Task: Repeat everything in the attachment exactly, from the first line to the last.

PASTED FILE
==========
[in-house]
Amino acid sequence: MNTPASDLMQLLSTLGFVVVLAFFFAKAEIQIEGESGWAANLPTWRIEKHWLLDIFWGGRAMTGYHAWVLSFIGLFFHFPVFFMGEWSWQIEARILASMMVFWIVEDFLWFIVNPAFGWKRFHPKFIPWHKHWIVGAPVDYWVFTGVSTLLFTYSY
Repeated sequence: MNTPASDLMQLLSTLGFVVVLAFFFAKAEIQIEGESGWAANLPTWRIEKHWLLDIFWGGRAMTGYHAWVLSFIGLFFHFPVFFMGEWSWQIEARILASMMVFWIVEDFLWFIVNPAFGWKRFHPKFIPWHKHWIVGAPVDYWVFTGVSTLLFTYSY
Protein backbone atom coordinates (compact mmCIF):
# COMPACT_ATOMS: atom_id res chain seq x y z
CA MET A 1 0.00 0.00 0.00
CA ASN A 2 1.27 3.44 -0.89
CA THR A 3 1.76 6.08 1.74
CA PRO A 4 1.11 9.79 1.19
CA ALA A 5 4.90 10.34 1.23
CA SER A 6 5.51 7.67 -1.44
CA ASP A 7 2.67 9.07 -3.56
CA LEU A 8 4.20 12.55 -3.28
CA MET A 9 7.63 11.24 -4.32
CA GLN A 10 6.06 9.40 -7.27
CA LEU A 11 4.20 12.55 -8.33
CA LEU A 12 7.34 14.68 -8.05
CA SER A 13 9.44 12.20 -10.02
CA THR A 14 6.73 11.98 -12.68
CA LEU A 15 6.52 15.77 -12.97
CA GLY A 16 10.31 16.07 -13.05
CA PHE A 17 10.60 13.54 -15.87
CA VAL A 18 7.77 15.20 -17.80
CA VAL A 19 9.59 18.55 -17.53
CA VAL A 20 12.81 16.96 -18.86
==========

[in-house]
Amino acid sequence: MNTPASDLMQLLSTLGFVVVLAFFFAKAEIQIEGESGWAANLPTWRIEKHWLLDIFWGGRAMTGYHAWVLSFIGLFFHFPVFFMGEWSWQIEARILASMMVFWIVEDFLWFIVNPAFGWKRFHPKFIPWHKHWIVGAPVDYWVFTGVSTLLFTYSY
Repeated sequence: MNTPASDLMQLLSTLGFVVVLAFFFAKAEIQIEGESGWAANLPTWRIEKHWLLDIFWGGRAMTGYHAWVLSFIGLFFHFPVFFMGEWSWQIEARILASMMVFWIVEDFLWFIVNPAFGWKRFHPKFIPWHKHWIVGAPVDYWVFTGVSTLLFTYSY
Protein backbone atom coordinates (compact mmCIF):
# COMPACT_ATOMS: atom_id res chain seq x y z
CA MET A 1 0.00 0.00 0.00
CA ASN A 2 1.27 3.44 -0.89
CA THR A 3 1.76 6.08 1.74
CA PRO A 4 1.11 9.79 1.19
CA ALA A 5 4.90 10.34 1.23
CA SER A 6 5.51 7.67 -1.44
CA ASP A 7 2.67 9.07 -3.56
CA LEU A 8 4.20 12.55 -3.28
CA MET A 9 7.63 11.24 -4.32
CA GLN A 10 6.06 9.40 -7.27
CA LEU A 11 4.20 12.55 -8.33
CA LEU A 12 7.34 14.68 -8.05
CA SER A 13 9.44 12.20 -10.02
CA THR A 14 6.73 11.98 -12.68
CA LEU A 15 6.52 15.77 -12.97
CA GLY A 16 10.31 16.07 -13.05
CA PHE A 17 10.60 13.54 -15.87
CA VAL A 18 7.77 15.20 -17.80
CA VAL A 19 9.59 18.55 -17.53
CA VAL A 20 12.81 16.96 -18.86